One of the earliest frameworks integrating Cartography, EDA, and ViSC into what would now be called geovisualization was offered by David DiBiase (1990). In his swoopy diagram (Figure 2), DiBiase identified four stages of scientific research:

(1) Exploration – Examining the data from multiple perspectives to identify research questions and to generate research hypotheses

(2) Confirmation – Formally testing hypotheses to answer research questions

(3) Synthesis – Summarizing and integrating insights generated from multiple iterations of the exploratory and confirmation stages to develop a final solution to the research questions

(4) Presentation – Communicating the uncovered solution to a wider audience

The genius of the swoopy diagram was that DiBiase was able to integrate existing science workflows into a clear overall picture – and one that included cartographers throughout the process. Prior to this time, Cartography and other graphic design fields were focused upon visual communication (synthesis + presentation) of a known fact to a wider audience. DiBiase coupled this traditional focus with the ViSC call for the use of representations to facilitate visual thinking, or the use of visuals for exploration and reasoning to the end of uncovering facts that were previously unknown. Further, within this realm of private visual thinking, DiBiase located both traditional statistical methods used for hypothesis confirmation and the new suite of techniques developed for exploratory hypothesis generation. As the scientist moves from exploration to presentation, the amount of different possible map representations decreases (or ‘swoops’) from infinity to one.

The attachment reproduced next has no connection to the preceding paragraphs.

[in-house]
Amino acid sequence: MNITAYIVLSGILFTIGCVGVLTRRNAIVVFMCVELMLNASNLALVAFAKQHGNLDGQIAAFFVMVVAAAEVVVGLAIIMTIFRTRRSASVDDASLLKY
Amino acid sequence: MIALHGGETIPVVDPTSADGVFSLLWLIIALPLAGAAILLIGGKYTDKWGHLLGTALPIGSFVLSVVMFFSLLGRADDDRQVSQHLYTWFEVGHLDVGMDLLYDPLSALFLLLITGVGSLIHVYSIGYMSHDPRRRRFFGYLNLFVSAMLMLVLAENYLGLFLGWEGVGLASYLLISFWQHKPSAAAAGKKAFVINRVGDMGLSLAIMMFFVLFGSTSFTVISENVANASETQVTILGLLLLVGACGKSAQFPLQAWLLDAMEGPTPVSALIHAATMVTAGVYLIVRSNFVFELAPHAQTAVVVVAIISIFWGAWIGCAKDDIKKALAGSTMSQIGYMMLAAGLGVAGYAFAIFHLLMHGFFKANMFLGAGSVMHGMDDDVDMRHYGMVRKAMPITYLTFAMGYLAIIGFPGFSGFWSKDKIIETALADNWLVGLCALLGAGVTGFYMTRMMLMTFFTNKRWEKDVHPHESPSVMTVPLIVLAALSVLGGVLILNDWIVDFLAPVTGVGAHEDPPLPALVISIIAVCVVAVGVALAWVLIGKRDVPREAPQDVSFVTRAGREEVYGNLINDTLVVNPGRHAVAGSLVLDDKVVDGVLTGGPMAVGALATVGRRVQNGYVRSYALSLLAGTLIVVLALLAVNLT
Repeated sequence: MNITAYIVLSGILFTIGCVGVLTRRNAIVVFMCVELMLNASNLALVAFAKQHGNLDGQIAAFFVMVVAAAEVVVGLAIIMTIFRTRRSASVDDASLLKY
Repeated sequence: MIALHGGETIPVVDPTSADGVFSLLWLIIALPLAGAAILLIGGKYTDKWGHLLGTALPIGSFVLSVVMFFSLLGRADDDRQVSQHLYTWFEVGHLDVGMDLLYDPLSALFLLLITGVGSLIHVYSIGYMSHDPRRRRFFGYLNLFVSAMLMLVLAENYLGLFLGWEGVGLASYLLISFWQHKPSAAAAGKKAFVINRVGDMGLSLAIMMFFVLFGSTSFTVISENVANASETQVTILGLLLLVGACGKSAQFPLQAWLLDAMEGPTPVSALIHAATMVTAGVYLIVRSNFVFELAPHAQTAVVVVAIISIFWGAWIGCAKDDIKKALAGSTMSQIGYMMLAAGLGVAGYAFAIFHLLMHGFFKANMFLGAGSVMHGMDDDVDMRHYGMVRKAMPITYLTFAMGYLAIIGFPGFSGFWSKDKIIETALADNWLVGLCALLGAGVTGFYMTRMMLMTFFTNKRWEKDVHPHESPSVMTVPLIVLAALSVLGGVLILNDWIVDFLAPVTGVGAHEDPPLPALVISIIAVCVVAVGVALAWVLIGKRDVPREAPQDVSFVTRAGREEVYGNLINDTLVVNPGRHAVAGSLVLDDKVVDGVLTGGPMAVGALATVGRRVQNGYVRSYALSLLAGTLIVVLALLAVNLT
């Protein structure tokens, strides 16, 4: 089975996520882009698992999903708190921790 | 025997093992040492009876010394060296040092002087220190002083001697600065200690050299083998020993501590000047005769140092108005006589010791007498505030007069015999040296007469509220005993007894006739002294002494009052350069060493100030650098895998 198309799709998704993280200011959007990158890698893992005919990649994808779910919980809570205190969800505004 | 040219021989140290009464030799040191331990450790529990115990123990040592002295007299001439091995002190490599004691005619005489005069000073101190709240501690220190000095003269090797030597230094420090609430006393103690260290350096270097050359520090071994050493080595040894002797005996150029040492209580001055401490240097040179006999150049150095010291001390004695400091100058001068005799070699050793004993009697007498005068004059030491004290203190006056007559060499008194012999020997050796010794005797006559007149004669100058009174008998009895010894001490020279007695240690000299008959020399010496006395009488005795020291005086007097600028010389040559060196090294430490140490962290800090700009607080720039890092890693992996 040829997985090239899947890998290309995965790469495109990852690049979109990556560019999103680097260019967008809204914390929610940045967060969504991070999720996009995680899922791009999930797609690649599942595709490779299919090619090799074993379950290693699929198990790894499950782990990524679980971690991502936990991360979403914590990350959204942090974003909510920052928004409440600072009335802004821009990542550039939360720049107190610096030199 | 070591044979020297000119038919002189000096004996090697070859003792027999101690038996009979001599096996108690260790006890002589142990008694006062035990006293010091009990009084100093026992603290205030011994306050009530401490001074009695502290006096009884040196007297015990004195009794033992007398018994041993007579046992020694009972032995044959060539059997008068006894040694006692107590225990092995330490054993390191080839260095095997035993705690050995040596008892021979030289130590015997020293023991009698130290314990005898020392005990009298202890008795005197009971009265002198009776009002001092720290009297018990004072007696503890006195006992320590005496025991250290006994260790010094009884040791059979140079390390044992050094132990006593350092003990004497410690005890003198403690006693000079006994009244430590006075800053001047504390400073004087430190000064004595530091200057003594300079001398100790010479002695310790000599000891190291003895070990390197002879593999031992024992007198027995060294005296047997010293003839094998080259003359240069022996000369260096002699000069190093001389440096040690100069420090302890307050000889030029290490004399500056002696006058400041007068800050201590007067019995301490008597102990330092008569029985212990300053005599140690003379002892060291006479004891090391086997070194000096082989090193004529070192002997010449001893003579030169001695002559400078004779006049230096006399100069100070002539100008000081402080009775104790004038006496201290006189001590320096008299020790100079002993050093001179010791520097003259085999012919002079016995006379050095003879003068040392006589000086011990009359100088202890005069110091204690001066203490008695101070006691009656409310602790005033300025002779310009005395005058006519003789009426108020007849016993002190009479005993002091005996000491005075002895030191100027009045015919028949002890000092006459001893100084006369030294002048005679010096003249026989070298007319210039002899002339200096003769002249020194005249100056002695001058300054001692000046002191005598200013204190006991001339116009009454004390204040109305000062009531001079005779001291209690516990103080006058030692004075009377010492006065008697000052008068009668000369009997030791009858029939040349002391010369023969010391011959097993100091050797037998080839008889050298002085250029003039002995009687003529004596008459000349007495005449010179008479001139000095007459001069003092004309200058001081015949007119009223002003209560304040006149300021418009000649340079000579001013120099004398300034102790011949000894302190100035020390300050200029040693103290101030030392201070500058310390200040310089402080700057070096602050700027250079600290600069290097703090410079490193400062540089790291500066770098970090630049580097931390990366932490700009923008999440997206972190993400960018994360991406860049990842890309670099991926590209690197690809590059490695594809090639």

Figure 2: The swoopy diagram. DiBiase (1990) integrated Cartography, EDA, and ViSC into a single scientific workflow, including four stages: exploration, confirmation, synthesis, and presentation. As the scientist moves from exploration to presentation, the amount of different possible map representations decreases (or ‘swoops’) from infinity to one.